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What IT Leaders should appreciate about SOAR in 2024

What IT Leaders should appreciate about SOAR in 2024

Coined in 2015 and later updated in 2017 by Gartner, SOAR (security orchestration, automation, and response) describes a platform that is designed to orchestrate the response to incidents, leveraging automated processes designed in decision tree mapping, typically called playbooks.

The value of a SOAR platform is focused on improving the accuracy, speed, and depth of data for responding to the litany of incidents that operations teams (especially security operations) are constantly dealing with. To deliver on these values, most SOAR platforms leverage the playbooks mentioned above.

These playbooks have a listing of all the surrounding tasks, data, and implications that are needed to respond to a specific type of incident, which can then be automated as much as possible for routine tasks. This includes (but is not limited to) the following:

  • Create a ticket.
  • Gather preliminary data into a single repository.
  • Notify involved parties.
  • Compare the incident to known attacks.
  • Pause for user input.

How did SOAR originate?

Gartner® originated the term “SOAR” during a time when the huge growth of virtualization, containerization, “as a service,” and cloud really hit their stride in automating growth. This brought overwhelming amounts of data, assets, applications, and services into a company, which begets the need to secure it all. SOAR was the concept that looked to bring automation growth to this explosively expanding security coverage need.

Why is it important in cybersecurity?

The concepts of SOAR are designed to ease a growing pain point that security programs continuously encounter as the businesses they serve expand: event and incident overload.

This pain comes from a need to analyze any and every event to verify any level of impact or concern to the business. When humans have to handle event reviews manually, the maximum number of events manageable is relatively low and expensive, while also unable to keep pace with the ability of technology to grow and create more events that need review.

What is the spin around this SOAR buzzword?

Far and away, the most egregious claim of SOAR is that it is the “only” tool a company needs to manage its security. This typically comes from the excitement of what a SOAR platform brings to a company’s security and a lack of understanding and appreciation for how a SOAR platform is codependent on all the other tools included in a security strategy.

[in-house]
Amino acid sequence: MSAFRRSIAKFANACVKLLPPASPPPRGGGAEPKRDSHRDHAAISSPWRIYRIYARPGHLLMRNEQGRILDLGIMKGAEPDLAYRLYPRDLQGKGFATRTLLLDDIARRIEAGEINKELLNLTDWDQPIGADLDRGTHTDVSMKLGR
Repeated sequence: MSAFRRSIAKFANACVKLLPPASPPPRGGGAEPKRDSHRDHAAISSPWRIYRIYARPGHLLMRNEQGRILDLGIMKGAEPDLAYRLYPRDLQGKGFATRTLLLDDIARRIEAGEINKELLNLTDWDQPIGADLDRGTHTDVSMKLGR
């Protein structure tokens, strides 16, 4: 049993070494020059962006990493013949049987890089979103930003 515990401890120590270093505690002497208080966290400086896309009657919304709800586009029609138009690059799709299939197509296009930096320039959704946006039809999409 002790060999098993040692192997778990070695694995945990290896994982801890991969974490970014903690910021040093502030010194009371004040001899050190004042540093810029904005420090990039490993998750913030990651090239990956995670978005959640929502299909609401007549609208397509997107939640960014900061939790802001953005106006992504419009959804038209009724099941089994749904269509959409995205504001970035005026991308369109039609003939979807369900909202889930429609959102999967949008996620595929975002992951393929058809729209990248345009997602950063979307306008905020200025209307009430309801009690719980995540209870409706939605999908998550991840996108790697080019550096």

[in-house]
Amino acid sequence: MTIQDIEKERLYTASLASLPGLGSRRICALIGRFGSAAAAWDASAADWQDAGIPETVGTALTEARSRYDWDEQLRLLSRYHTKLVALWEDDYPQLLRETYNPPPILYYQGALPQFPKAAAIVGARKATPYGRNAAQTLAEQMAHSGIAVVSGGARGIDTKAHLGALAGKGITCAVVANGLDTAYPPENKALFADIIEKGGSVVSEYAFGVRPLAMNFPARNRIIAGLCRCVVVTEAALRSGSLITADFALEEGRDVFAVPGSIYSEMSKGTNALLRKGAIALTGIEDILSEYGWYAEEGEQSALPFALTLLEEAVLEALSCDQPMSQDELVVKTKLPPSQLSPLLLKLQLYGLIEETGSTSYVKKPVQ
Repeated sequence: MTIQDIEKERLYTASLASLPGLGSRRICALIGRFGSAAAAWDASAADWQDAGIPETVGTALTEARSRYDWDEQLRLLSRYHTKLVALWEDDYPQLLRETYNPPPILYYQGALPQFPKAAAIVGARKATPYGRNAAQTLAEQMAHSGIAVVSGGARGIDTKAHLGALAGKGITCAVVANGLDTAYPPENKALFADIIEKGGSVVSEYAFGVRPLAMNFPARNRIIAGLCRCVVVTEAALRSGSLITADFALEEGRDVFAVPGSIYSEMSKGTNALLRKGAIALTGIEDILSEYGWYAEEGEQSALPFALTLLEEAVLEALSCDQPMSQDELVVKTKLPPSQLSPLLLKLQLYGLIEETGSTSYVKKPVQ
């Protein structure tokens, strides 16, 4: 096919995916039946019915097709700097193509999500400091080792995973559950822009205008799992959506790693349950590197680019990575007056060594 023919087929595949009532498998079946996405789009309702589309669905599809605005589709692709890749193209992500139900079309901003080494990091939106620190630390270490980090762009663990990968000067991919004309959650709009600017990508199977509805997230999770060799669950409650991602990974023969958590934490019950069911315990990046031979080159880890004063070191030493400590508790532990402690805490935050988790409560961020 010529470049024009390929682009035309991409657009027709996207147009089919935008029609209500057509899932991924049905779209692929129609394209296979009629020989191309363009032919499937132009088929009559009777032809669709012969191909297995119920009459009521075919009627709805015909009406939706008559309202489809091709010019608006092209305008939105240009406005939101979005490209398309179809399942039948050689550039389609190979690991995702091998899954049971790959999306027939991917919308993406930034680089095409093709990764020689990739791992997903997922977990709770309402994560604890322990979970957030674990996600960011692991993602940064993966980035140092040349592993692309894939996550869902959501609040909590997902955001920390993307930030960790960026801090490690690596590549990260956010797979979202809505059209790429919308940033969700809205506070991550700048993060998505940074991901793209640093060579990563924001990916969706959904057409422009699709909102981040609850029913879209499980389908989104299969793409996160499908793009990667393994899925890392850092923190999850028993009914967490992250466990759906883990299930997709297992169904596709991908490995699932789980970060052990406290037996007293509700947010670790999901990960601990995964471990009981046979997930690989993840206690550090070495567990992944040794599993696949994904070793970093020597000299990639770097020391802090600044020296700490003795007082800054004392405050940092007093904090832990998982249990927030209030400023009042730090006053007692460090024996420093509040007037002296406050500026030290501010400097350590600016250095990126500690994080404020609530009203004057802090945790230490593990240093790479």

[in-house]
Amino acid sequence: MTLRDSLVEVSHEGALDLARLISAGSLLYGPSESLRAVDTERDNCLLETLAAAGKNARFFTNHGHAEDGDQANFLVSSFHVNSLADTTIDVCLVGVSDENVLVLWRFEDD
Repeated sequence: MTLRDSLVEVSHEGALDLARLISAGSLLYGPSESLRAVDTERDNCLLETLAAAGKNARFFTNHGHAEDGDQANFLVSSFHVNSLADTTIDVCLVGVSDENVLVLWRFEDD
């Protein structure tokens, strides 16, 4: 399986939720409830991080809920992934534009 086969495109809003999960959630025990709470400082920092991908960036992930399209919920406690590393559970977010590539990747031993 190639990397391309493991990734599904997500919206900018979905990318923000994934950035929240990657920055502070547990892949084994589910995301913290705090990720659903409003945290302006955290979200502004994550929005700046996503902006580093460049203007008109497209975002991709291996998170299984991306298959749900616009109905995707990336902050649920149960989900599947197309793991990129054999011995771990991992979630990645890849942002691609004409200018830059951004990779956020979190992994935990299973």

Another interesting claim is that “any programmatic process can be done via SOAR,” which is not inherently wrong, it just misses the focus or the “S”/security and becomes OAR. This lack of focus creates the exact scaling and overwhelming issues as the amount of integration, processing, customization, and upkeep grows beyond any one department’s ability to maintain.

Our advice: What executives should consider when adopting SOAR

Approaching a SOAR adoption should be a step taken on a journey of improvement of the security organization. When your company is looking to improve the SOC inefficiency of time and error reduction or streamline security processes to remove and reduce the risk of blocking other business growth initiatives, then SOAR becomes highly compatible with that journey.

SOAR has incredible potential to solve massive scalability issues when properly adopted and maintained. Integrations should be simplified, robust, and prolific with a focus on the security tools and solutions that are already available.

Simplicity remains a key focus for the implementation of the orchestration, automation, and response abilities of the platform, to avoid complexity merely expanding to this SOAR tool and not solving the removal/reduction of said complexity.

Here are some questions to ask your team for a successful SOAR adoption:

  1. If the business were to double or more in the size of our D.A.A.S., how would the SOC be able to maintain our security posture without the ability to increase worker count?
  2. What are the routine processes and workflows that we continuously repeat to maintain our security integrity and what triggers can we define for initiating these workflows?
  3. What systems and security-specific D.A.A.S. will need to be integrated into our approach to this new automation of our orchestration and response strategy and how difficult will it be to achieve fully integrated status?
  4. What other IT-based operations would benefit from having an OAR platform and how well can we enable them from the SOAR platform to achieve new heights?
  5. How effectively and quickly will operations teams be able to understand, create, and update the playbooks and case management systems, and how much product and/or coding knowledge will need to be known?

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